This paper aims to explore the potentials and limitations of gender and age assignment for archaeological material remains produced by excavations conducted in the period predating modern excavation techniques. The large numbers of artefacts (and their well-documented provenance) available from such ‘older’ excavations are a vast potential resource, but must be interpreted carefully and in line with modern archaeological principles, while conclusions based on dated theories or ill-founded assumptions must be discarded. Osteologically analysed remains from modern excavations, along with the associated grave goods, may also provide valuable data to which the older material could be compared in order to test the interpretative criteria and possibly expand the scope of what can be gleaned from older data.
The cemeteries used as a case study in this article belong to Colonia Iulia Emona, a Roman colony located in the easternmost part of Italy’s tenth Augustan region (Regio X), which lies in modern-day Slovenia (Šašel Kos 2002, 2003). It was built ex novo as an urbs quadrata and discussions about the date of its foundation remain, with opinions coalescing around either 30 BC or approximately AD 14 (Gaspari 2010; Šašel Kos 2012; Gaspari 2014). Tombstones indicate that at least part of the population came from Italy, as several notable Italian families were recorded, especially originating from Aquileia (Šašel 1968). The town flourished in the second half of the first century and in the second century AD, and continued to be in use until the middle of the fifth century AD (Gaspari 2014: 246).
Emona has three major burial areas, all of which are located near main roads, following Roman tradition (Toynbee 1996). As all the cemeteries are located under the modern town of Ljubljana, the capital of Slovenia, structures that once stood above ground are largely absent. The northern cemetery is the largest, while the eastern and western cemeteries combined are substantially smaller, by a factor of more than 20 in terms of burial count. No cemeteries are believed to have existed to the south since the area is too swampy. Parts of the northern cemetery were excavated on different occasions and include significant sites such as Titova cesta, Graisarjev travnik, and Lenarčičev travnik (Petru 1972), the eponymous Northern Cemetery (Plesničar Gec 1972),1 and Emonika-Potniški center (Mulh 2008). A list of all known excavations up to the year 2017 was compiled by the author of this article in 2018, relying inter alia on the summary of excavations up to 1960 provided by Petru (1972).
Of the over 3,000 known burials of Emona, approximately 80% are cremations and 20% are inhumations. The total number of burials is growing with ongoing excavations in 2018; however, these excavations have mostly unearthed later burials consisting predominantly of inhumations (see Stemberger 2018 for a full list).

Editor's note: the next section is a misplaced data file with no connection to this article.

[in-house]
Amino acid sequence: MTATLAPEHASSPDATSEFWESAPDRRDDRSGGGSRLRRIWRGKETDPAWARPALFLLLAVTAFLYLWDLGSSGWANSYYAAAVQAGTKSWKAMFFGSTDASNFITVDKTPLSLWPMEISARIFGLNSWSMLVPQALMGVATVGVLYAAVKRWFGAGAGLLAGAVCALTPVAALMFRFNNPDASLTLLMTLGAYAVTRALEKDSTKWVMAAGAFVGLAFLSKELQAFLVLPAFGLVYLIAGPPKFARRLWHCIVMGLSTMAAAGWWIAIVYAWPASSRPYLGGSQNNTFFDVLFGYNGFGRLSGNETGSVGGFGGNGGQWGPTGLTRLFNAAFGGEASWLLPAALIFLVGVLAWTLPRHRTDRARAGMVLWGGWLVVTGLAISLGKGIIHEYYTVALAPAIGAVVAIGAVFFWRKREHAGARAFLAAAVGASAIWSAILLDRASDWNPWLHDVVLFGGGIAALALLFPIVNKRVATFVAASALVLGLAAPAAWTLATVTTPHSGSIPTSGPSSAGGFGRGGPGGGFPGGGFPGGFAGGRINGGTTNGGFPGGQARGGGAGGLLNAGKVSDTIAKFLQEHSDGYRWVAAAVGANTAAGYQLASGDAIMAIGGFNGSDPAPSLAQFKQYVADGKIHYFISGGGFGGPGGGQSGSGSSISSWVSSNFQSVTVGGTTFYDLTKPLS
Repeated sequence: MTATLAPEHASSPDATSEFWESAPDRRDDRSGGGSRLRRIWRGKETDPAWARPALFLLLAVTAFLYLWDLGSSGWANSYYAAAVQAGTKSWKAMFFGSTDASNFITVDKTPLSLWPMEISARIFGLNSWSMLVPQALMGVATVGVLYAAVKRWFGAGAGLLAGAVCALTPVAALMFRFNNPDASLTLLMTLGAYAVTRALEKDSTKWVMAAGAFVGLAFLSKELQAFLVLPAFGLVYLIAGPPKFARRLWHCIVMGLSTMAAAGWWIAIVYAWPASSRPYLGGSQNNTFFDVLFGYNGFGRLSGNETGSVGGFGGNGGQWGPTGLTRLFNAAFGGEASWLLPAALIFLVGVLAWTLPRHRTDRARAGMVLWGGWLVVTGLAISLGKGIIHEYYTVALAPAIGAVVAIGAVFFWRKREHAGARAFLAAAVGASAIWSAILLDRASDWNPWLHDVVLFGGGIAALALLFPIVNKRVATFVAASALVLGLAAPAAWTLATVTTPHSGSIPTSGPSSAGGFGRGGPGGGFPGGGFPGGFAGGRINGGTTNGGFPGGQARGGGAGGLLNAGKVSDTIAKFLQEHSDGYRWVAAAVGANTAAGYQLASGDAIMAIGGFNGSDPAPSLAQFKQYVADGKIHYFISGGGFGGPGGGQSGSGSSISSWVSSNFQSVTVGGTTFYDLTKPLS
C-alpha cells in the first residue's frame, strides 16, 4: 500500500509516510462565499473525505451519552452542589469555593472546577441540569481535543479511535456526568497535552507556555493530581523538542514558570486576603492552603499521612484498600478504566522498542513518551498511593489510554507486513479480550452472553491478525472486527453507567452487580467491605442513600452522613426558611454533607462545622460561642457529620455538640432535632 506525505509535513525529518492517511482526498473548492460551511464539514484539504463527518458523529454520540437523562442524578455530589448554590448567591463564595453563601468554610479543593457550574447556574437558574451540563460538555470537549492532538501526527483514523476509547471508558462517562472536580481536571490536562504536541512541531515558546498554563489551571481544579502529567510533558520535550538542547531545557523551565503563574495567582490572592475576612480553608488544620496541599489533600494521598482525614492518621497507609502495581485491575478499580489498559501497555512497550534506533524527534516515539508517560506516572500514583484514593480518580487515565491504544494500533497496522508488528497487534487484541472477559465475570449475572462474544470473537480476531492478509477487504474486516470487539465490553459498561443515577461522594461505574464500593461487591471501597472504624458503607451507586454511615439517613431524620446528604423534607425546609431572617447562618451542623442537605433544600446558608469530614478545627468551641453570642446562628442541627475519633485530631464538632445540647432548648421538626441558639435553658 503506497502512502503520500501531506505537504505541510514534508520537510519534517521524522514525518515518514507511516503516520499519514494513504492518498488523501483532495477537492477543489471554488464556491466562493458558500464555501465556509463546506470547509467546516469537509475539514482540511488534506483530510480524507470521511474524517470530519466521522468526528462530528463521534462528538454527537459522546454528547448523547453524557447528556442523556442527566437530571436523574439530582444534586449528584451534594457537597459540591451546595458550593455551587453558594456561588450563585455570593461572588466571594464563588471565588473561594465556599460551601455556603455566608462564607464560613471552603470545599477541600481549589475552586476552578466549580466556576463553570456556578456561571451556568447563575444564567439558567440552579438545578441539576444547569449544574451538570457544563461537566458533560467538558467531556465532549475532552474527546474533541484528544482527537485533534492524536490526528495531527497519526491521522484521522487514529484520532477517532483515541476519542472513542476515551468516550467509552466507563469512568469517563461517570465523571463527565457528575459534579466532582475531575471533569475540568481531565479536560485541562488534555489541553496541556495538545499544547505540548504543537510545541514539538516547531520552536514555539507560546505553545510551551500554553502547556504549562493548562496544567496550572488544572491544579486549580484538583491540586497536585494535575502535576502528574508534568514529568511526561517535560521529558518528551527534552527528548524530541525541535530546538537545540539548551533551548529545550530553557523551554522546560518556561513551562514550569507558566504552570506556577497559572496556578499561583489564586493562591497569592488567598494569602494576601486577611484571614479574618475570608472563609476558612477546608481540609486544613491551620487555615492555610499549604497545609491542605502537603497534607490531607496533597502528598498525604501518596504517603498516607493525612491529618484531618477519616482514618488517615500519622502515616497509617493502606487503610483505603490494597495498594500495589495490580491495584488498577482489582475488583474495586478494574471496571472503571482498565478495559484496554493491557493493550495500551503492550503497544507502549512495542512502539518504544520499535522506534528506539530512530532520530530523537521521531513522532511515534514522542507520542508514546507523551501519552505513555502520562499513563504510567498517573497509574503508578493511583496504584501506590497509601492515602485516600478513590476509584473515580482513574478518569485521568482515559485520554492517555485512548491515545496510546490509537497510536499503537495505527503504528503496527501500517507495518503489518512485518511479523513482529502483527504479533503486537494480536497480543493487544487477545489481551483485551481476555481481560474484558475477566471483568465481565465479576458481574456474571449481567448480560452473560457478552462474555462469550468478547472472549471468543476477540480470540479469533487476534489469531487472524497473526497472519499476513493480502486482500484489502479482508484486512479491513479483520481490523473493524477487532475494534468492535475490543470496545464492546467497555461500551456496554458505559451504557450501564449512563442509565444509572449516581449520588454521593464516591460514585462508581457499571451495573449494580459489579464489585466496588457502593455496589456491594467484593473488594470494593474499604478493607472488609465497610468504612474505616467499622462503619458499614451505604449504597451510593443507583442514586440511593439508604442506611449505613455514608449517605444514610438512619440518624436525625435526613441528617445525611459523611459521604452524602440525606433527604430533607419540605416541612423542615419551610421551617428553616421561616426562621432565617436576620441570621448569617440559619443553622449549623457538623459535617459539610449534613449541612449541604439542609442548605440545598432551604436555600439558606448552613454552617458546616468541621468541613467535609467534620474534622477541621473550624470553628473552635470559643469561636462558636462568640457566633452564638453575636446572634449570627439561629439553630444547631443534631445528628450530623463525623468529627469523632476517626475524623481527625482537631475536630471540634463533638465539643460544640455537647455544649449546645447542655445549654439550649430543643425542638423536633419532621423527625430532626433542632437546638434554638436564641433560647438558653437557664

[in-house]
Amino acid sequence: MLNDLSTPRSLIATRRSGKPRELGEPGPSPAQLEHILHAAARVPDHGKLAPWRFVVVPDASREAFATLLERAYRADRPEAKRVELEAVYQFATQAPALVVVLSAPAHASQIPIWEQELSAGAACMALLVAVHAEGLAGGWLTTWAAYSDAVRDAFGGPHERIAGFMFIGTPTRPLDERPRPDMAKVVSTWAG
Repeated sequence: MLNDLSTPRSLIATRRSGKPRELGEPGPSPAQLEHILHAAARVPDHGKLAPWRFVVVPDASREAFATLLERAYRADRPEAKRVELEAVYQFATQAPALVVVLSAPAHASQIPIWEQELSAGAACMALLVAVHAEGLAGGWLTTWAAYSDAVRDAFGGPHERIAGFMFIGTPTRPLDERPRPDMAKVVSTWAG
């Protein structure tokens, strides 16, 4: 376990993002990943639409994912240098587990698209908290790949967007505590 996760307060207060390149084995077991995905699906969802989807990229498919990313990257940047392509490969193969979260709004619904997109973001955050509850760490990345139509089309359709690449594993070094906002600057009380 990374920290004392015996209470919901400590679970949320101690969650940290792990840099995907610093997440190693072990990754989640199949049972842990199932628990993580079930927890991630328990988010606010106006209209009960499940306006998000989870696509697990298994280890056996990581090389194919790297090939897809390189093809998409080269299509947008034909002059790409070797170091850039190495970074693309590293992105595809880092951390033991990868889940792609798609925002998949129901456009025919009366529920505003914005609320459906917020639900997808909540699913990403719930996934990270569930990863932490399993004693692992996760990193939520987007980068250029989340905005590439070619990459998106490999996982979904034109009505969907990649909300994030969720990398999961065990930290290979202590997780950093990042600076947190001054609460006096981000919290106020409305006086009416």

State of Research and Proposed Approach
As in many other European towns, a large part of the archaeological work on Colonia Iulia Emona predated modern excavation techniques. The excavations from 1683 onwards (Petru 1972: 9) were documented with various levels of precision, with each subsequent excavation report generally more detailed as the discipline developed. The available excavation reports can be roughly separated into two groups: fully published excavations, comprising mostly those until the mid-1980s, and the more recent excavations available as preliminary excavation reports, but lacking details and illustrations. Consequently, osteological analyses of Emona’s burials are only available in a relatively small number of cases. The first and foremost source in this regard is the Potniški center sample of over 400 individuals, with approximately 100 osteologically analysed and published in the form of a preliminary report (Mulh 2008).2 A smaller sample was analysed from the site Štefanova ulica 4 with 20 individuals (Tomažinčič 2011) while a single male burial comes from the Komenskega ulica site (Slabe 1968: 420–421). Statistical data was published for the Kozolec II site, but without related grave goods (Tomazo-Ravnik 2011). Between these reports, most of the osteological material was derived from inhumations, which only constitute a minority of all burials. Furthermore, the descriptions of artefacts are rudimentary, meaning the material could not be used for establishing chronologies.
Both concepts, sex and gender, are in the Slovenian language typically expressed with the same word (spol). Accordingly, the majority of the available documentation rarely makes an explicit distinction. In the two foremost publications on Emona’s cemeteries, Petru (1972) and Plesničar Gec (1972), this ‘sex-gender’ was determined in the following manner: the skeletal remains were in some, but not all, cases classified according to size (for children) and gracility (for women). For the other age and sex-gender groups, comprising the majority of inhumations and all cremations, ‘sex-gender’ was established on the basis of grave goods. Specific artefacts were used to determine the sex-gender of the deceased. Generally, three categories were singled out: male, female, and child. While the first two were covered systematically, the latter only received sporadic mentions in the catalogues.